This is the larvae of a Hover Fly, probably a Volucella Sp. They feed on the remnants of wasp nests and as such if they are found in the home an old nest is normally nearby.
Best wishes Lewis
This looks like a Volucella inanis larva to me. The book gives the number of crochets on the prolegs 6-8, and here I see 9? The larvae come out of wasp nests where they live as ectoparasites of wasp larvae and spend the winter in a hide. They will pupate in spring and emerge as beautiful wasp mimics.
Thanks for these great close-ups!
I have checked again and it seems that it is Volucella inanis after all. They say that it is different from all the other Volucella by being flattened dorso-ventrally and having a smooth body surface. So no transverse rows of settae and lateral projections which give the 'hairy' aspect to V. zonaria larvae. Also only 3-4 crochets per proleg, and they are longer in the case of V. zonaria. There was an older post and you can compare the photo there. I'm attaching a quick scan of V. pellucens larva for comparison.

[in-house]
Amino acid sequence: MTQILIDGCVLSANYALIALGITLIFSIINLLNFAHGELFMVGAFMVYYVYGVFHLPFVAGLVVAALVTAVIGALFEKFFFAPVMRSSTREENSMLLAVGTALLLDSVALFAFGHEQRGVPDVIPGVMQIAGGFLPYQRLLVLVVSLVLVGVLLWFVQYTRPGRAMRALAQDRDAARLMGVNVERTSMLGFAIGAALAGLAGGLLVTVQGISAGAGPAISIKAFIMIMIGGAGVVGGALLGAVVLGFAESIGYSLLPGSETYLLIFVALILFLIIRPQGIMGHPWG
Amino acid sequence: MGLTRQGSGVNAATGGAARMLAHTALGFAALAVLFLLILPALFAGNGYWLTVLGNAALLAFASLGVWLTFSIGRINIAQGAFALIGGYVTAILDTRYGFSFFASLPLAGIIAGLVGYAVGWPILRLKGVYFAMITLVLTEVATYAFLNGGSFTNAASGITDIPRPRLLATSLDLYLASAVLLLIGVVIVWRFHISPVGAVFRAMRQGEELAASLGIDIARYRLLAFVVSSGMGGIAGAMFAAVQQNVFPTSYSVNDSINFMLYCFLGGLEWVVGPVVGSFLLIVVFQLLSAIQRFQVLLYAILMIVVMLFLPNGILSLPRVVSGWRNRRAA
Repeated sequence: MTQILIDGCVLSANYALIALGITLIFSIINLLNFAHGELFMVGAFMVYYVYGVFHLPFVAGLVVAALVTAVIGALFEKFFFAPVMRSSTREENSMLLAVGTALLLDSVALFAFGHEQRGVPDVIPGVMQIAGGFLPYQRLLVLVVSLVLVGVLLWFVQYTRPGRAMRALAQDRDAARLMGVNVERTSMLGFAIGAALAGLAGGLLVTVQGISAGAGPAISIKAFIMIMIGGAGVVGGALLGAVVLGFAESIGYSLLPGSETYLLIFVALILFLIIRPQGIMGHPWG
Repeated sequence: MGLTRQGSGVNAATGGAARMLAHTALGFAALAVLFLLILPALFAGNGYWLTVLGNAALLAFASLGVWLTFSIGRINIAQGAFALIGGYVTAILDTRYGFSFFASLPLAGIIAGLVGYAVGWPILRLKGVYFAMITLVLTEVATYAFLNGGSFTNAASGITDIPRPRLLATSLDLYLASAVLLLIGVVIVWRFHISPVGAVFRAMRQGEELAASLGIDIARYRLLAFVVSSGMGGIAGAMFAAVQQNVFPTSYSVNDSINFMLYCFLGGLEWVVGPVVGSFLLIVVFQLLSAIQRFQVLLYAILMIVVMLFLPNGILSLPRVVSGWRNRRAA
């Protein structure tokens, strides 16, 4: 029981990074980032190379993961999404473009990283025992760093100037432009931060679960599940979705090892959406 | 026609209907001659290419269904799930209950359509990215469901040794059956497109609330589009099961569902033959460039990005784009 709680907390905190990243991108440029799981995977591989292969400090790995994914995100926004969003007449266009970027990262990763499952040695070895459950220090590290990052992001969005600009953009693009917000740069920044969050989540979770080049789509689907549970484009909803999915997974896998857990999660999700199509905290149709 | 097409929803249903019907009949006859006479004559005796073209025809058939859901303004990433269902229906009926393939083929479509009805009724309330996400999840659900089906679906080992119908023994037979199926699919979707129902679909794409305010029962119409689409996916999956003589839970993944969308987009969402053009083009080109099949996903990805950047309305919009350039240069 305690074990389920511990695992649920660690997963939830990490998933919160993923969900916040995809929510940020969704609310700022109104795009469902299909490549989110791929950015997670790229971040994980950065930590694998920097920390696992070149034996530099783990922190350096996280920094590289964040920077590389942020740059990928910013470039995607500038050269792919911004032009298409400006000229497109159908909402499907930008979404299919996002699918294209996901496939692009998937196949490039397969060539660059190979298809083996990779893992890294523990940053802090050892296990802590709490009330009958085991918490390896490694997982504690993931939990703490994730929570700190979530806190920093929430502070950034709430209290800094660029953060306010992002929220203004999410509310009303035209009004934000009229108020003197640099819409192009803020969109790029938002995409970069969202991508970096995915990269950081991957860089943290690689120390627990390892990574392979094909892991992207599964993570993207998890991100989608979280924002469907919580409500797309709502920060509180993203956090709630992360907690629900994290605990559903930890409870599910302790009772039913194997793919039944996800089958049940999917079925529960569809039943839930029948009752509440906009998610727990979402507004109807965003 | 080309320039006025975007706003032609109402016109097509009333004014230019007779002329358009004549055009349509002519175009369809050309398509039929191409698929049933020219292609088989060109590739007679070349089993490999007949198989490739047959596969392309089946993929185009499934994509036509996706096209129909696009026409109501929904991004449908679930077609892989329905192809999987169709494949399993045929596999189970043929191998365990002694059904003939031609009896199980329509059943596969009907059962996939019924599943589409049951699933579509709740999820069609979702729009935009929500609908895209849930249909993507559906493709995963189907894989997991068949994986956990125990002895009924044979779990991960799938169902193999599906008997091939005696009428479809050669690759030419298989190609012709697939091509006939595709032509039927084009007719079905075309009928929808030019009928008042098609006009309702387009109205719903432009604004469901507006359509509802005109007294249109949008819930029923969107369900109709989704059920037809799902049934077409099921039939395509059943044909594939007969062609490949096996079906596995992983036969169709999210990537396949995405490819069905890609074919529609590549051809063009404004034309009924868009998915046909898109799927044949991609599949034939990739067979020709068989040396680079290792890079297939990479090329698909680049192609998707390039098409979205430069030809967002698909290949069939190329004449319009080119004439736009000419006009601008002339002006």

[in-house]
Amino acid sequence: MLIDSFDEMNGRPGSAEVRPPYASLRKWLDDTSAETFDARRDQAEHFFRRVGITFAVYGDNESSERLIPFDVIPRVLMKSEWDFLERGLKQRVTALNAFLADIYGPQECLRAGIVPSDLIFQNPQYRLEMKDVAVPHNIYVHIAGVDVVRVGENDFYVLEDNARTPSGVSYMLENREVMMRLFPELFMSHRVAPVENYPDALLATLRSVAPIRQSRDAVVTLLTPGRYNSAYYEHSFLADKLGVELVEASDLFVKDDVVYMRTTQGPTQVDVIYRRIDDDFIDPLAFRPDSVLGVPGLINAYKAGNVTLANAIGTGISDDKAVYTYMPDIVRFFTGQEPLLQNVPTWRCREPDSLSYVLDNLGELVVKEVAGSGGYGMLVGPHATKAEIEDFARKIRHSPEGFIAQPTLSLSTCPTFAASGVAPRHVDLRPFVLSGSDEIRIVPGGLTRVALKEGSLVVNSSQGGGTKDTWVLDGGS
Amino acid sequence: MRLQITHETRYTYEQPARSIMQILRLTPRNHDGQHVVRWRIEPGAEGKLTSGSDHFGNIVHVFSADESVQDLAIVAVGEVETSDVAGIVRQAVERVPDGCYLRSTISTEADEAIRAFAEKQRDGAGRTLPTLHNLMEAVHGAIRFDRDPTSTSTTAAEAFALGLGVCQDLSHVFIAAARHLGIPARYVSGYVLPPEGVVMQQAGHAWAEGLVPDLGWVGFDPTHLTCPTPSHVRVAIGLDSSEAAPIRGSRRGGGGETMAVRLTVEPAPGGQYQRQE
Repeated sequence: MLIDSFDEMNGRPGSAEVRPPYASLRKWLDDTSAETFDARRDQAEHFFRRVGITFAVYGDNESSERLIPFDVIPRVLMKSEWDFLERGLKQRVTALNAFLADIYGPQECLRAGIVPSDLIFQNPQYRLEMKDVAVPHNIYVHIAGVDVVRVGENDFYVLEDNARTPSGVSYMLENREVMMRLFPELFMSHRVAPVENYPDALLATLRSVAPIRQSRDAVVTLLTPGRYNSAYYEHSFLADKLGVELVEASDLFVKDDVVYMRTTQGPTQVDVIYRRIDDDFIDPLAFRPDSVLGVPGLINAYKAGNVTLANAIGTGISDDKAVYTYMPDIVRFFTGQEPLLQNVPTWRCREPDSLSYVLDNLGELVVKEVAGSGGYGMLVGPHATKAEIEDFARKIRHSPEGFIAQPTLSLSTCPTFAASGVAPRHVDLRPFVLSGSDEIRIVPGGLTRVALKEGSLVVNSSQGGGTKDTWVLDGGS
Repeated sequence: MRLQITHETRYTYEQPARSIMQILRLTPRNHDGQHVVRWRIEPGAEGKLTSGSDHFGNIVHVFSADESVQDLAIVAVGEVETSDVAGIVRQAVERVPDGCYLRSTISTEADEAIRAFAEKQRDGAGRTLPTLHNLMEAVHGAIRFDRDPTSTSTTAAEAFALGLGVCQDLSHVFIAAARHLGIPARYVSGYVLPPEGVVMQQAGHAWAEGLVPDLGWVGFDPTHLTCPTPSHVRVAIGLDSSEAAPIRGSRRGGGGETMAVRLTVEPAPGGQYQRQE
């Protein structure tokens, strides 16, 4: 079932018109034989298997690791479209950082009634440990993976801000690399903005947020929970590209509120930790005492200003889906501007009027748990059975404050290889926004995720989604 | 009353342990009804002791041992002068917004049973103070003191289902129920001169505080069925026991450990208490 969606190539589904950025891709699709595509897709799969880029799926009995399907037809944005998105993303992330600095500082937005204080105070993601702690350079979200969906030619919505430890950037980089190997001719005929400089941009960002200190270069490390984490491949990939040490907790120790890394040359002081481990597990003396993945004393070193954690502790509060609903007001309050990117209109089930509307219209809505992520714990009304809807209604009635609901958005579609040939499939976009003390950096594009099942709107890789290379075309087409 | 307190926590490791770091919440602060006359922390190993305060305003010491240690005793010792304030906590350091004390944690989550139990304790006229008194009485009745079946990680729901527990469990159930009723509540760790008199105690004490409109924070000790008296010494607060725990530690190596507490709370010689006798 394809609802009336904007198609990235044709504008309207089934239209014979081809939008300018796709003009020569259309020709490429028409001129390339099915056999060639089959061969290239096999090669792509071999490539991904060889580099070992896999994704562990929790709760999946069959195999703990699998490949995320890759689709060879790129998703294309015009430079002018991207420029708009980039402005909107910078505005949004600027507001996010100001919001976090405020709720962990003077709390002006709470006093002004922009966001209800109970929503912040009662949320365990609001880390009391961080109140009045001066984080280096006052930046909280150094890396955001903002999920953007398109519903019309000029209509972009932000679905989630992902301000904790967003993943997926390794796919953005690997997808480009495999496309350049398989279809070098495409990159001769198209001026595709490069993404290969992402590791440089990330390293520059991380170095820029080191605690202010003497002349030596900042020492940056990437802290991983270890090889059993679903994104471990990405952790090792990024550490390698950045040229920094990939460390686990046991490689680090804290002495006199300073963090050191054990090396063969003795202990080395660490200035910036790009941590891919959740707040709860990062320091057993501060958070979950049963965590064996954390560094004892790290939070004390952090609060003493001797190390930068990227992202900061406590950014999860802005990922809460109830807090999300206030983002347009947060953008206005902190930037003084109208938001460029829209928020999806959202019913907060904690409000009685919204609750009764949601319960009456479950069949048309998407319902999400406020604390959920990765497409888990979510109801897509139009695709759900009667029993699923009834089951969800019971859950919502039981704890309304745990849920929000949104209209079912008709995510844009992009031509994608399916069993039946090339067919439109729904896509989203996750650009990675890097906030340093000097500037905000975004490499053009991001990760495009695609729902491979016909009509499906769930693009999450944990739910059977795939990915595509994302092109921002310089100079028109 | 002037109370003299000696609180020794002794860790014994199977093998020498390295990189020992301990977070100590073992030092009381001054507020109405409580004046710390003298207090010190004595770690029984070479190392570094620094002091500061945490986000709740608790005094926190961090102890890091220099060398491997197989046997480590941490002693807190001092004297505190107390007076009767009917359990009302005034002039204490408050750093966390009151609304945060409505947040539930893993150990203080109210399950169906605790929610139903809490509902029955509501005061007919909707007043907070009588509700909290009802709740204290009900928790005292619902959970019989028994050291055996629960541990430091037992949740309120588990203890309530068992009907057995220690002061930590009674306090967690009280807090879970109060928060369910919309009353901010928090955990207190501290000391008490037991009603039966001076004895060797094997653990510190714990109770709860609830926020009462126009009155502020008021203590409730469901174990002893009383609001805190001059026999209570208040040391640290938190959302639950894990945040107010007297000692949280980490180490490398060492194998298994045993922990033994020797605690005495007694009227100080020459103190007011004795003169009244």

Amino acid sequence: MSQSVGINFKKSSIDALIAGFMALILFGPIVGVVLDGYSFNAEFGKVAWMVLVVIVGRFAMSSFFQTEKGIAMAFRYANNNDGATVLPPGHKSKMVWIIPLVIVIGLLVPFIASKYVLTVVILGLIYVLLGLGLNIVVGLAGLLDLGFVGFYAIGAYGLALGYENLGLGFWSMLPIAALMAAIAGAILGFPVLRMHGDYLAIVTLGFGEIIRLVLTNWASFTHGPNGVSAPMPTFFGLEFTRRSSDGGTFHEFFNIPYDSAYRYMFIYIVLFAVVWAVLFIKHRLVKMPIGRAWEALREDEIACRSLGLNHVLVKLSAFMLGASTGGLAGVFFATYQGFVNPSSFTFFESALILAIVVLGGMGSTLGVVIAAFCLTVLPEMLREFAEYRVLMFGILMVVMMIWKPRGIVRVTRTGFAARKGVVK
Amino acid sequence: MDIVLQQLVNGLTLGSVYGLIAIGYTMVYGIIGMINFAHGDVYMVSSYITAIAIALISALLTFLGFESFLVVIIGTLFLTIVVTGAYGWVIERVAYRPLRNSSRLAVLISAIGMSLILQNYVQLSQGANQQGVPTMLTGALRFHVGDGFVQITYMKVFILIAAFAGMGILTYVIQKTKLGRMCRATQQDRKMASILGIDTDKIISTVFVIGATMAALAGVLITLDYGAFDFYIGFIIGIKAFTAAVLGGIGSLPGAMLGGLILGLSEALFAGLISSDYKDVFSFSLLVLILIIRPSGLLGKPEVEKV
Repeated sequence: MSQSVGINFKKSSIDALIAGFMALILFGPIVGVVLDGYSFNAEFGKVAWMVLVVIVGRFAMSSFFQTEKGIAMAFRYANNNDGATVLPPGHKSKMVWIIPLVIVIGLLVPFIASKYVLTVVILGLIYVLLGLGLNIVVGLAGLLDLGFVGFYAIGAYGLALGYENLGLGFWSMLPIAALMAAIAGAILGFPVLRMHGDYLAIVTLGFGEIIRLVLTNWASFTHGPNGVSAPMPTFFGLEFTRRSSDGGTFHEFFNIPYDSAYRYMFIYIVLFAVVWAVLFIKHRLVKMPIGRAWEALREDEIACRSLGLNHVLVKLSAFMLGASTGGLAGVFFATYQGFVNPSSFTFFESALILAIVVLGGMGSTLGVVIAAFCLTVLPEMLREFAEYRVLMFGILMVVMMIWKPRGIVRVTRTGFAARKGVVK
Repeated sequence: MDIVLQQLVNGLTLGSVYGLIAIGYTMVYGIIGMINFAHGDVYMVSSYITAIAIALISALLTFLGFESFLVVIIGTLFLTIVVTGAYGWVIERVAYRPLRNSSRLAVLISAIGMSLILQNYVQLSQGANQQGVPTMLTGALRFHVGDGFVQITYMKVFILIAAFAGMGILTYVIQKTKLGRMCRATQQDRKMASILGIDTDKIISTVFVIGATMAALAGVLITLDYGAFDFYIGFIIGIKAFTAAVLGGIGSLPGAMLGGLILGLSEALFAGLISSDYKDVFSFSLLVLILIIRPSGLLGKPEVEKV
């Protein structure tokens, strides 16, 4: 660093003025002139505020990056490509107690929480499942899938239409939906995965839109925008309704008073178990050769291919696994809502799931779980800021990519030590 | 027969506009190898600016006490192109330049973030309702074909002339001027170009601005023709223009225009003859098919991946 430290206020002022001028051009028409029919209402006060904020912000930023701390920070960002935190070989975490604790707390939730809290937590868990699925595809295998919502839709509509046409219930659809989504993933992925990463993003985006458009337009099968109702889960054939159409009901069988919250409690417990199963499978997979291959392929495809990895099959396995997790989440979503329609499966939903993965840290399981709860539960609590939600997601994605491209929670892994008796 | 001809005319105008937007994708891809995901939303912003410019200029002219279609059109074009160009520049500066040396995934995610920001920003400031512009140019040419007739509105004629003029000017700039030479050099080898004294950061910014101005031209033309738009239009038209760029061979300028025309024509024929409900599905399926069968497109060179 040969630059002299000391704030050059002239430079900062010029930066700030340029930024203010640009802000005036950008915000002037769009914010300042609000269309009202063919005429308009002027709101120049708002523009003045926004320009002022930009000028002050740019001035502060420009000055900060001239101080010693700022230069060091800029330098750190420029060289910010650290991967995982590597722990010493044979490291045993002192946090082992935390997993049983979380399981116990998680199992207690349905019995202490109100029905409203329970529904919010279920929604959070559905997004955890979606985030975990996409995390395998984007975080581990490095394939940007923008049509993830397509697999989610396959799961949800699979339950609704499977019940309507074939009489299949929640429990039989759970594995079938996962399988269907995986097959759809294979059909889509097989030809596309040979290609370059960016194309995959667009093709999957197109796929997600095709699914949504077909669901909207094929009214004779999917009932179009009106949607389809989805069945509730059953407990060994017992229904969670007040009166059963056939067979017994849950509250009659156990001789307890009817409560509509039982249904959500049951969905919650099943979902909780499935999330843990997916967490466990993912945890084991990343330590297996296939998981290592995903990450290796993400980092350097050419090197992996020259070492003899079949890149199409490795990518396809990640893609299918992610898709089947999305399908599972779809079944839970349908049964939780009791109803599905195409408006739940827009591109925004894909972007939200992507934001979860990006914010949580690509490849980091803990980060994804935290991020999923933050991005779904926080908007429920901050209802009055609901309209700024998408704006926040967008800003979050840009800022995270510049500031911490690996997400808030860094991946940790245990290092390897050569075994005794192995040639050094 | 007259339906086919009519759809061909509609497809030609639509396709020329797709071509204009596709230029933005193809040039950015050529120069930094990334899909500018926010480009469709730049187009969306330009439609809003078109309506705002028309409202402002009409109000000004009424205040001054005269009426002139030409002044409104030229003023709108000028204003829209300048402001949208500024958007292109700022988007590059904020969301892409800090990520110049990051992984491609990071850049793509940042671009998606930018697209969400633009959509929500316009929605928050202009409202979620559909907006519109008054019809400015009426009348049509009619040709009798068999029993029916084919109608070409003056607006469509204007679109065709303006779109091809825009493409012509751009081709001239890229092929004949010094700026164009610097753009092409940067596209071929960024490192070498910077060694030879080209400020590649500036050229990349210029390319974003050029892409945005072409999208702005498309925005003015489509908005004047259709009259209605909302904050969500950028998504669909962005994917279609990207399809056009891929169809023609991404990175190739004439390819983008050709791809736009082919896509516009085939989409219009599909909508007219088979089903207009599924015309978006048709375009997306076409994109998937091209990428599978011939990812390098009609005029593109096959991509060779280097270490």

Thanks Florin. 'Just putting it out there' I remember being facinated by these larvae ( V. pellucens ) the first time I dug up a wasp nest. A hairy business for a 10 year old.
My cruelty as a ten year old still amazes me. To unearth the beautiful football sized nest from an earth bank at the bottom of a friends garden i used a large R Whites lemonade bottle (2.5 p on return) full of paraffin and petrol poured directly into the entrance and lit, plus myself and two friends with badminton racquets to deal with subsequent returnees and survivors. This was all because an article in the then Anglers Mail said that wasp grubs were THE bait to have when in search of elusive large Chub.
Thanks very much for your very helpful replies. We have had a large wasps nest in one of our chimneys and several of these bugs have fallen down and have been crawling across the floor. As I love hover flies I will treat them with great respect.